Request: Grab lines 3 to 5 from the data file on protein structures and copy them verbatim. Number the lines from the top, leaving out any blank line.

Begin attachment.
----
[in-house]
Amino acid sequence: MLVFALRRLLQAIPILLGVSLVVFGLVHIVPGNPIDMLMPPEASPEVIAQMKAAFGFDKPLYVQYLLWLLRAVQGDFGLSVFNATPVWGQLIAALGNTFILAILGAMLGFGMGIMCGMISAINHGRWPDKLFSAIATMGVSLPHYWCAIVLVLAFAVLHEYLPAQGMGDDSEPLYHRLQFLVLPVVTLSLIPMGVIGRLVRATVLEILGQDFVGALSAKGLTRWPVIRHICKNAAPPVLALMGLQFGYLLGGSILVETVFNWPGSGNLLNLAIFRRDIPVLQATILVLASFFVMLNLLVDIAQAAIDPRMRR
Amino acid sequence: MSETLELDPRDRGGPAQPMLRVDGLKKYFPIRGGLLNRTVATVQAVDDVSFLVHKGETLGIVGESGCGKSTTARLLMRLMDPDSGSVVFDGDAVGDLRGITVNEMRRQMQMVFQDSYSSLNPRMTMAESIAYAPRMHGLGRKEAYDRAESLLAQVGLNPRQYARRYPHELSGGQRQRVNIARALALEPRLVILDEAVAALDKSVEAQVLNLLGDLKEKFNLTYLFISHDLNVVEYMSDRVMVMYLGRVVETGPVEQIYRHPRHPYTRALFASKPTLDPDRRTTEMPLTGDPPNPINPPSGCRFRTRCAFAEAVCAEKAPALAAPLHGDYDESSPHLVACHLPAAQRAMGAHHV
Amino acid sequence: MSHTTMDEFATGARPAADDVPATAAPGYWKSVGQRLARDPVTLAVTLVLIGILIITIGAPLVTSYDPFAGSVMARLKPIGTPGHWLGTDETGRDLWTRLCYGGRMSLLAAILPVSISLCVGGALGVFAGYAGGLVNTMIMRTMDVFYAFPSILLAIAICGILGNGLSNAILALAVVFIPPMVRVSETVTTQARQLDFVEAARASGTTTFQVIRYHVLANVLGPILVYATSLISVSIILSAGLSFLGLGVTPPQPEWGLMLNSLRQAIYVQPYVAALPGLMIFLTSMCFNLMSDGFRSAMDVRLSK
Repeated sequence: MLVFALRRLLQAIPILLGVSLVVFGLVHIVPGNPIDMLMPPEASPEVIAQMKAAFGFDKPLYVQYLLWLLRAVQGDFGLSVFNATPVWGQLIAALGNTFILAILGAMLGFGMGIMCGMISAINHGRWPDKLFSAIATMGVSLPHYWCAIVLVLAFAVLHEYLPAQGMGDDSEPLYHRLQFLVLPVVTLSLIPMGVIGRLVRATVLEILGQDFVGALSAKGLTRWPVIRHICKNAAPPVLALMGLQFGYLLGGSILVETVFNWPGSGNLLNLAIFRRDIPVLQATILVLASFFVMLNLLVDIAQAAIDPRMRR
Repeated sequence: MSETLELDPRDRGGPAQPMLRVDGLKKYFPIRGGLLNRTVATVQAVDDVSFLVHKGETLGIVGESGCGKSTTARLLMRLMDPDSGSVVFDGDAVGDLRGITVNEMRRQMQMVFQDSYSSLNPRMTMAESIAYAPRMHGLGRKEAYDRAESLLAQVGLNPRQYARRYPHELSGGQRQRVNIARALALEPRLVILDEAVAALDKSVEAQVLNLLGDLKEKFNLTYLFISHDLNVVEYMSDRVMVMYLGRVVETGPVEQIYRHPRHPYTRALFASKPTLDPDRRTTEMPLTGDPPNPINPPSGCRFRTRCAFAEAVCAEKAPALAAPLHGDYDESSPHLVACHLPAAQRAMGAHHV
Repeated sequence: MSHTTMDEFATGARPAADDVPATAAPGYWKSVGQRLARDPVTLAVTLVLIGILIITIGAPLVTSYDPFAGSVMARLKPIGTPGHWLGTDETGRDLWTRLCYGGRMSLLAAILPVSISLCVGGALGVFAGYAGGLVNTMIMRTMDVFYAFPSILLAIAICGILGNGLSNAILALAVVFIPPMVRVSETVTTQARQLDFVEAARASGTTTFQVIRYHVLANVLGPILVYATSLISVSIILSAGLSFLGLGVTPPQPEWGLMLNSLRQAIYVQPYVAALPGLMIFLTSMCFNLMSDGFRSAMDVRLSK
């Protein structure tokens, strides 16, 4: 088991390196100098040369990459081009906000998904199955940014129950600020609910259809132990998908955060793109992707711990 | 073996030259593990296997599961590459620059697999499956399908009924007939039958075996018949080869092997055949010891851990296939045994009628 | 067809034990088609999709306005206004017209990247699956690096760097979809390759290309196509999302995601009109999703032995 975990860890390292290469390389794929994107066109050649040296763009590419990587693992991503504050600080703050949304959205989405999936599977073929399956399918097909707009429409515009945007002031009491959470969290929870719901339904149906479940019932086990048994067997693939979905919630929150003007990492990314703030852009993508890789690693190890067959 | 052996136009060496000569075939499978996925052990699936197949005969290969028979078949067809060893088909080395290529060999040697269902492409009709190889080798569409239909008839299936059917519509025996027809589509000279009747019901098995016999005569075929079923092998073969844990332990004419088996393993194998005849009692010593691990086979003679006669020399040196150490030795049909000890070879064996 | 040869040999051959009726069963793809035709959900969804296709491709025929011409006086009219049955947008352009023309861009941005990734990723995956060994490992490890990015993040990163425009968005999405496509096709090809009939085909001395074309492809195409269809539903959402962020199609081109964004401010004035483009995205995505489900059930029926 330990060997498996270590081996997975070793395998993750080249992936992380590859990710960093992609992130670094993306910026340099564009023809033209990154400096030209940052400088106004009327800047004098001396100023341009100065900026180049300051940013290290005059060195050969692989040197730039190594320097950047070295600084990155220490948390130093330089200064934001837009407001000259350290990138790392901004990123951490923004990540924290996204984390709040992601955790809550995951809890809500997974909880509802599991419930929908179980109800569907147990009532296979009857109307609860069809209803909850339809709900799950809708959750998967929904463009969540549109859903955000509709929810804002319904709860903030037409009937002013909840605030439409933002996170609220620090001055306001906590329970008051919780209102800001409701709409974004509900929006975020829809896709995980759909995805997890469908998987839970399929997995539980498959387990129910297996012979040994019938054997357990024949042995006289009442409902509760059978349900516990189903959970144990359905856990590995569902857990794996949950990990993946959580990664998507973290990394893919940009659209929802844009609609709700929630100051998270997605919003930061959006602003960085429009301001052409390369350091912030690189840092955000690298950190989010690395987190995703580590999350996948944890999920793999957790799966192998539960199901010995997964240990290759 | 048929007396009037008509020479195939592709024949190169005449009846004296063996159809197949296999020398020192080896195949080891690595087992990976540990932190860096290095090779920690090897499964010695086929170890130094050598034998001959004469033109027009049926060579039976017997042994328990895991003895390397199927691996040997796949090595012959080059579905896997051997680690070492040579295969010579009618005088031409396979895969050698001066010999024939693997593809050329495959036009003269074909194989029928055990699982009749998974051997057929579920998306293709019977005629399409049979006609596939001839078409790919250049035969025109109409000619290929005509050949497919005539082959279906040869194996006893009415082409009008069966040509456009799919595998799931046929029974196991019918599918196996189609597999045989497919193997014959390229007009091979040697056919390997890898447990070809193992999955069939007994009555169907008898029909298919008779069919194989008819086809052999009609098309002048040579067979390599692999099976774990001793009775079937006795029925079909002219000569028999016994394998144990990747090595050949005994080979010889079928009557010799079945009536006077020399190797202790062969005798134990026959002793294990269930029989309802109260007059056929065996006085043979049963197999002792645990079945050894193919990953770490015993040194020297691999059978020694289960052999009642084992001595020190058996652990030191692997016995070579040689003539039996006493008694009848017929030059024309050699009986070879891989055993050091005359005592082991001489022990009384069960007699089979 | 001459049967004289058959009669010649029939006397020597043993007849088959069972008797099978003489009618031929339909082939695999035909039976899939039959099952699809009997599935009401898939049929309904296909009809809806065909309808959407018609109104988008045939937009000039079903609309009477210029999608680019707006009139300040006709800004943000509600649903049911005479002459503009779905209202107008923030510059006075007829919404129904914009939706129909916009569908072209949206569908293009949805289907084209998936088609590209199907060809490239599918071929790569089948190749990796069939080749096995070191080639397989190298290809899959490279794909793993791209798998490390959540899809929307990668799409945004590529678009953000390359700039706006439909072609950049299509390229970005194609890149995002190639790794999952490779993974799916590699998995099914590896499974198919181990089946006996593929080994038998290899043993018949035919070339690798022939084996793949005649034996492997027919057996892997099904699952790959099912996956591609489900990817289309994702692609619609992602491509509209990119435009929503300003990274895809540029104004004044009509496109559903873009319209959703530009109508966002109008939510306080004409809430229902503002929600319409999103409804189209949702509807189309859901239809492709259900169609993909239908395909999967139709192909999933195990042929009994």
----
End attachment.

Amino acid sequence: MSETLELDPRDRGGPAQPMLRVDGLKKYFPIRGGLLNRTVATVQAVDDVSFLVHKGETLGIVGESGCGKSTTARLLMRLMDPDSGSVVFDGDAVGDLRGITVNEMRRQMQMVFQDSYSSLNPRMTMAESIAYAPRMHGLGRKEAYDRAESLLAQVGLNPRQYARRYPHELSGGQRQRVNIARALALEPRLVILDEAVAALDKSVEAQVLNLLGDLKEKFNLTYLFISHDLNVVEYMSDRVMVMYLGRVVETGPVEQIYRHPRHPYTRALFASKPTLDPDRRTTEMPLTGDPPNPINPPSGCRFRTRCAFAEAVCAEKAPALAAPLHGDYDESSPHLVACHLPAAQRAMGAHHV
Amino acid sequence: MSHTTMDEFATGARPAADDVPATAAPGYWKSVGQRLARDPVTLAVTLVLIGILIITIGAPLVTSYDPFAGSVMARLKPIGTPGHWLGTDETGRDLWTRLCYGGRMSLLAAILPVSISLCVGGALGVFAGYAGGLVNTMIMRTMDVFYAFPSILLAIAICGILGNGLSNAILALAVVFIPPMVRVSETVTTQARQLDFVEAARASGTTTFQVIRYHVLANVLGPILVYATSLISVSIILSAGLSFLGLGVTPPQPEWGLMLNSLRQAIYVQPYVAALPGLMIFLTSMCFNLMSDGFRSAMDVRLSK
Repeated sequence: MLVFALRRLLQAIPILLGVSLVVFGLVHIVPGNPIDMLMPPEASPEVIAQMKAAFGFDKPLYVQYLLWLLRAVQGDFGLSVFNATPVWGQLIAALGNTFILAILGAMLGFGMGIMCGMISAINHGRWPDKLFSAIATMGVSLPHYWCAIVLVLAFAVLHEYLPAQGMGDDSEPLYHRLQFLVLPVVTLSLIPMGVIGRLVRATVLEILGQDFVGALSAKGLTRWPVIRHICKNAAPPVLALMGLQFGYLLGGSILVETVFNWPGSGNLLNLAIFRRDIPVLQATILVLASFFVMLNLLVDIAQAAIDPRMRR